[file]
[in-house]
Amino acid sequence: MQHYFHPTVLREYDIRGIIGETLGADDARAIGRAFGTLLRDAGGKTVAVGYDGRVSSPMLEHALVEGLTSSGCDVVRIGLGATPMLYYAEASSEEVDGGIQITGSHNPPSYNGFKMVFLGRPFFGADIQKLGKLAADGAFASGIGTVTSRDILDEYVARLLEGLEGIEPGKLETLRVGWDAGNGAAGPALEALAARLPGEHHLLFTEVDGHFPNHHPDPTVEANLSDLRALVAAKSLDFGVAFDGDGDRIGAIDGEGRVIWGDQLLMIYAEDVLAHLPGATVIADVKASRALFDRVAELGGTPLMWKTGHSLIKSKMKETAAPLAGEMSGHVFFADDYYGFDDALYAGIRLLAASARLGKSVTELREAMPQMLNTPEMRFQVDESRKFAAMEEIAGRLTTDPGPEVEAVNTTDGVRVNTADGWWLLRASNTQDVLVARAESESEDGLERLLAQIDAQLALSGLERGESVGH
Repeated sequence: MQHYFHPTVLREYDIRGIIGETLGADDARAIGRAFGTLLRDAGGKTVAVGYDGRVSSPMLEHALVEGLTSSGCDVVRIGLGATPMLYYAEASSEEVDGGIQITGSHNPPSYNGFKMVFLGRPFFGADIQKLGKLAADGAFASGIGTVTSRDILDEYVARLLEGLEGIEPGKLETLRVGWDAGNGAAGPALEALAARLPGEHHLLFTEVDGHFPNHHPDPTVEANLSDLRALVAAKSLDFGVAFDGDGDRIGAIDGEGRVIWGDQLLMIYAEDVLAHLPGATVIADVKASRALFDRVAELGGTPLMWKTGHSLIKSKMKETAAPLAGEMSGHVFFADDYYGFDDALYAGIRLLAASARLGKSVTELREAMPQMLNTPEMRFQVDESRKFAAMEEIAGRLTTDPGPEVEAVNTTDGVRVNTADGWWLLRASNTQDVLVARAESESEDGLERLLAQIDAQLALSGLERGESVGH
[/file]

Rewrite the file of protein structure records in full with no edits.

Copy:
[in-house]
Amino acid sequence: MQHYFHPTVLREYDIRGIIGETLGADDARAIGRAFGTLLRDAGGKTVAVGYDGRVSSPMLEHALVEGLTSSGCDVVRIGLGATPMLYYAEASSEEVDGGIQITGSHNPPSYNGFKMVFLGRPFFGADIQKLGKLAADGAFASGIGTVTSRDILDEYVARLLEGLEGIEPGKLETLRVGWDAGNGAAGPALEALAARLPGEHHLLFTEVDGHFPNHHPDPTVEANLSDLRALVAAKSLDFGVAFDGDGDRIGAIDGEGRVIWGDQLLMIYAEDVLAHLPGATVIADVKASRALFDRVAELGGTPLMWKTGHSLIKSKMKETAAPLAGEMSGHVFFADDYYGFDDALYAGIRLLAASARLGKSVTELREAMPQMLNTPEMRFQVDESRKFAAMEEIAGRLTTDPGPEVEAVNTTDGVRVNTADGWWLLRASNTQDVLVARAESESEDGLERLLAQIDAQLALSGLERGESVGH
Repeated sequence: MQHYFHPTVLREYDIRGIIGETLGADDARAIGRAFGTLLRDAGGKTVAVGYDGRVSSPMLEHALVEGLTSSGCDVVRIGLGATPMLYYAEASSEEVDGGIQITGSHNPPSYNGFKMVFLGRPFFGADIQKLGKLAADGAFASGIGTVTSRDILDEYVARLLEGLEGIEPGKLETLRVGWDAGNGAAGPALEALAARLPGEHHLLFTEVDGHFPNHHPDPTVEANLSDLRALVAAKSLDFGVAFDGDGDRIGAIDGEGRVIWGDQLLMIYAEDVLAHLPGATVIADVKASRALFDRVAELGGTPLMWKTGHSLIKSKMKETAAPLAGEMSGHVFFADDYYGFDDALYAGIRLLAASARLGKSVTELREAMPQMLNTPEMRFQVDESRKFAAMEEIAGRLTTDPGPEVEAVNTTDGVRVNTADGWWLLRASNTQDVLVARAESESEDGLERLLAQIDAQLALSGLERGESVGH